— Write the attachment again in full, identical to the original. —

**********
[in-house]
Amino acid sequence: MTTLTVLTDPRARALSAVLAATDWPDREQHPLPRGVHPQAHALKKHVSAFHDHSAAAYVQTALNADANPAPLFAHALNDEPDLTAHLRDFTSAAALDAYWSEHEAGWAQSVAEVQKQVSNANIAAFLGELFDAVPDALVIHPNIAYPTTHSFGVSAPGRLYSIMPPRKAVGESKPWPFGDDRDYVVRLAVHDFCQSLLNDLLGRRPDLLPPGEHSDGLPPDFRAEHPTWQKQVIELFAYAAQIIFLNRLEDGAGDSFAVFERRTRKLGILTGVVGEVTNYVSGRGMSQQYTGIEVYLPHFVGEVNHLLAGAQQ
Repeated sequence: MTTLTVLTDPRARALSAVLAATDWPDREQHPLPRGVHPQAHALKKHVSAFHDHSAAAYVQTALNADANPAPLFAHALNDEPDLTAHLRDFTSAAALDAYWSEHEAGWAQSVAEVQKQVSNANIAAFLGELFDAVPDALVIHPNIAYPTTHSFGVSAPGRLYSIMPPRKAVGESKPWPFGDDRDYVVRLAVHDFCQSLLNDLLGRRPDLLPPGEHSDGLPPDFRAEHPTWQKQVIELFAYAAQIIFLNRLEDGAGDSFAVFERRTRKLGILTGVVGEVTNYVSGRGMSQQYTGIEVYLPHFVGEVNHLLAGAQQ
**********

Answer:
[in-house]
Amino acid sequence: MTTLTVLTDPRARALSAVLAATDWPDREQHPLPRGVHPQAHALKKHVSAFHDHSAAAYVQTALNADANPAPLFAHALNDEPDLTAHLRDFTSAAALDAYWSEHEAGWAQSVAEVQKQVSNANIAAFLGELFDAVPDALVIHPNIAYPTTHSFGVSAPGRLYSIMPPRKAVGESKPWPFGDDRDYVVRLAVHDFCQSLLNDLLGRRPDLLPPGEHSDGLPPDFRAEHPTWQKQVIELFAYAAQIIFLNRLEDGAGDSFAVFERRTRKLGILTGVVGEVTNYVSGRGMSQQYTGIEVYLPHFVGEVNHLLAGAQQ
Repeated sequence: MTTLTVLTDPRARALSAVLAATDWPDREQHPLPRGVHPQAHALKKHVSAFHDHSAAAYVQTALNADANPAPLFAHALNDEPDLTAHLRDFTSAAALDAYWSEHEAGWAQSVAEVQKQVSNANIAAFLGELFDAVPDALVIHPNIAYPTTHSFGVSAPGRLYSIMPPRKAVGESKPWPFGDDRDYVVRLAVHDFCQSLLNDLLGRRPDLLPPGEHSDGLPPDFRAEHPTWQKQVIELFAYAAQIIFLNRLEDGAGDSFAVFERRTRKLGILTGVVGEVTNYVSGRGMSQQYTGIEVYLPHFVGEVNHLLAGAQQ